The Five Stages of Cooking with a Toddler

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I’ve been doing a lot of cooking and baking with C lately. It keeps us both busy during these frigid winter days, and I’m hoping it fosters an appreciation for preparing healthy, homemade food. But whoa, is it a process. If you have cooked or baked with a toddler before, you will be familiar with the stages:

1) Preparation. So much preparation. As I’ve mentioned in other posts, it takes a lot of prep before I even get C involved in the cooking/baking process. At 2 1/2, lives are busy and attention spans are short. I get all my ingredients out and ready to go before I move on to stage two, which is:

2) Manufacturing excitement. Toddlers generally like to help in the kitchen, but I’ve found that excitement for the finished product has to be manufactured in order to get C to stick with the task long enough to actually get something into the oven. A lot of cheerleading goes on. We’re baking! B-A-K-I-N-G ! Wooooo baking!

Pumped up!

Pumped up!

3) Explanation. Beyond simply telling C how many cups of this or tablespoons of that go into the mix, I have to explain why she can’t crunch eggs with her bare hands, why she can’t drink the vanilla extract, why she can’t wear the mixing bowls as hats, etc.

This stage leads to the next:

4) Minimizing kitchen disasters.

This is where anticipatory skills and cat-like reflexes come in, because despite the explanations, she will attempt to do some of the things listed above.

Watching it all go down

Watching it all go down

5) Praise. I’ve found that praise goes a long way. C’s behaviour is far more influenced by praise than by discipline, so we do our best to catch her doing good things as much as we can. It leads to better behaviour and a happier family.

And here is what we were making in these photos:

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Banana Pineapple Muffins

1 1/2 cups flour (I use half whole wheat)
3/4 cups white sugar (I put in less)
1/2 teaspoon baking power
1 teaspoon cinnamon
1/2 cup shortening (I used butter, but again, a little less)
1/4 teaspoon salt
1 teaspoon baking soda
1 egg
1/2 cup crushed pineapple (not drained)
1 large mashed banana

The original recipe is convoluted as all-get-out, so here is my version: Mix dry ingredients. In a separate bowl, mix softened butter, 1 well-beaten egg, crushed pineapple and banana. Add wet ingredients to dry ingredients. Fold together and do not overmix. Bake at 350 for 20 mins.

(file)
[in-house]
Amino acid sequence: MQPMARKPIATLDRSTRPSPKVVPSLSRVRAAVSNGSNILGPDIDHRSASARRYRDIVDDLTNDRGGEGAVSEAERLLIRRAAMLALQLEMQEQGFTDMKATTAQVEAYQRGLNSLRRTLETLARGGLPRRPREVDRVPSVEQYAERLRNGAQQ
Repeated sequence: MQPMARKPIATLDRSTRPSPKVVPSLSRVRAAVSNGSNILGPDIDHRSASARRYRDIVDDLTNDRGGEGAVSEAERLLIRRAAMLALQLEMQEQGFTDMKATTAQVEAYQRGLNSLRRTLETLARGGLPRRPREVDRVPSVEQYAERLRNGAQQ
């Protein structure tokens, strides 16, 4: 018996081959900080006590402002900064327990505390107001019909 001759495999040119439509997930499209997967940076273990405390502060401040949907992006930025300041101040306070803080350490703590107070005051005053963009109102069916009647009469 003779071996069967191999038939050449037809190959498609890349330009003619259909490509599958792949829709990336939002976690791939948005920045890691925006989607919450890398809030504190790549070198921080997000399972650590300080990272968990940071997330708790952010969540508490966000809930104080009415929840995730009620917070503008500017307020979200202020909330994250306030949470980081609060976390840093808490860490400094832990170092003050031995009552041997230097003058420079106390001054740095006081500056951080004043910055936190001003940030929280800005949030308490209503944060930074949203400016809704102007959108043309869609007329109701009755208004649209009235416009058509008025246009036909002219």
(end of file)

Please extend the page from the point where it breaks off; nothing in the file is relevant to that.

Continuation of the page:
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How Not to Camp with a Toddler

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Pete and I took C camping this past weekend. It was not nearly as successful as our trip to Algonquin last summer, when C was a baby. On that trip, we were able to tote our not-yet-mobile ten-month-old around on hiking trips and I was able to enjoy delicious, delicious beer by the campfire at night. Those were the days.

But alas, this time, things did not go so smoothly. Here are some of the things we learned the hard way last weekend:

1) Don’t get sick on a camping trip.

On our first (and ultimately only) night, I started to feel a sore throat coming on, but I figured that maybe it was just a bit raw from sitting around a smoky campfire all night. Oh, no. That was denial. I woke up in the middle of the night with my throat on fire. Soon enough, C was showing signs of being sick as well. Three days later, as I write this, we are both still sick and completely miserable. Why are summer colds the worst colds of all? Ugggghhhh.

2) Don’t let your toddler skip a nap.

I don’t really have any tips on how to prevent nap-skipping, since I employed all of my tricks and C still stayed awake all afternoon. I’m sure there are 22-month-olds out there who can do well without an afternoon sleep but my little lady is not one of them. Bad times were on the horizon.

Helping...sort of

Helping…sort of

3) Don’t let your toddler skip snack time.

After the failed nap, we took C to the beach for some splashy fun. It turns out, the splashing was far too much fun and C would not take a break to have a snack, under any circumstance. This (combined with exhaustion) led to the worst meltdown of her little life (so far!) Luckily, we had her favourite CD (she loves ’50s music, and specifically, my uncle’s band, The Martels) and lots of cheese on hand. Crisis managed.

Splashy fun

Splashy fun

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4) Don’t believe weather apps.

We were supposed to get 1-3 mm of rain on Sunday morning. Instead, we were trapped inside our tent all morning during a torrential downpour. Getting trapped in a tent on a rainy day used to be fun when I was a carefree lady in my twenties with some friends and a box of wine. Subtract the wine and add a toddler and things get real.

This recap definitely makes our trip sound like a disaster, but it was mostly enjoyable. The meltdown passed and C was back to her happy little self. We went for a stroll around the campground in the evening and read books in the dining tent. She fell asleep easily at bedtime and then Pete and I had a quiet evening to ourselves.

S'more o'clock

S’more o’clock

We were both sad to leave early, since Arrowhead really is a beautiful park, but Pete and I consoled ourselves by looking forward to the trip we’re taking in July to Algonquin (a trip we taking alone – thank you grandparents!)